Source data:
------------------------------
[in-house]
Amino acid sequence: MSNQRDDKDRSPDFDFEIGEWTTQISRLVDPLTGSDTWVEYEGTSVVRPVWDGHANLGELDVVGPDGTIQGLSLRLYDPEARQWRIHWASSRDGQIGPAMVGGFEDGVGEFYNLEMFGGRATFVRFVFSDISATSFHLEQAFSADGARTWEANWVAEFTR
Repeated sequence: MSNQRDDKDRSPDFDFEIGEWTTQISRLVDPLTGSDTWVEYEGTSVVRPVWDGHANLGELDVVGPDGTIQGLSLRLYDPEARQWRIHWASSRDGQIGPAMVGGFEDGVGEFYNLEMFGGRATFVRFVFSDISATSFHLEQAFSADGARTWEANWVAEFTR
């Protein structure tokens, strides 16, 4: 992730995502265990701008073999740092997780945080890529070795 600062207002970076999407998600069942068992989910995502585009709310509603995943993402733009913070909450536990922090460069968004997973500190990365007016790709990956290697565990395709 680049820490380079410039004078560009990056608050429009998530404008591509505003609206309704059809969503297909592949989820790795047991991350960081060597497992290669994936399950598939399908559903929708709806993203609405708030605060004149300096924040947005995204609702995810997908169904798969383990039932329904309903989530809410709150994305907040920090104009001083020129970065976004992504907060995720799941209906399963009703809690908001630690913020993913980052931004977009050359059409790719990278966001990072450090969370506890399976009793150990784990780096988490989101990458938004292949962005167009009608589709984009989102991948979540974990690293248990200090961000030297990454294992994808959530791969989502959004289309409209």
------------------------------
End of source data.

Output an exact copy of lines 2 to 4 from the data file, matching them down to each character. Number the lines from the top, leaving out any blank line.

Amino acid sequence: MSNQRDDKDRSPDFDFEIGEWTTQISRLVDPLTGSDTWVEYEGTSVVRPVWDGHANLGELDVVGPDGTIQGLSLRLYDPEARQWRIHWASSRDGQIGPAMVGGFEDGVGEFYNLEMFGGRATFVRFVFSDISATSFHLEQAFSADGARTWEANWVAEFTR
Repeated sequence: MSNQRDDKDRSPDFDFEIGEWTTQISRLVDPLTGSDTWVEYEGTSVVRPVWDGHANLGELDVVGPDGTIQGLSLRLYDPEARQWRIHWASSRDGQIGPAMVGGFEDGVGEFYNLEMFGGRATFVRFVFSDISATSFHLEQAFSADGARTWEANWVAEFTR
């Protein structure tokens, strides 16, 4: 992730995502265990701008073999740092997780945080890529070795 600062207002970076999407998600069942068992989910995502585009709310509603995943993402733009913070909450536990922090460069968004997973500190990365007016790709990956290697565990395709 680049820490380079410039004078560009990056608050429009998530404008591509505003609206309704059809969503297909592949989820790795047991991350960081060597497992290669994936399950598939399908559903929708709806993203609405708030605060004149300096924040947005995204609702995810997908169904798969383990039932329904309903989530809410709150994305907040920090104009001083020129970065976004992504907060995720799941209906399963009703809690908001630690913020993913980052931004977009050359059409790719990278966001990072450090969370506890399976009793150990784990780096988490989101990458938004292949962005167009009608589709984009989102991948979540974990690293248990200090961000030297990454294992994808959530791969989502959004289309409209």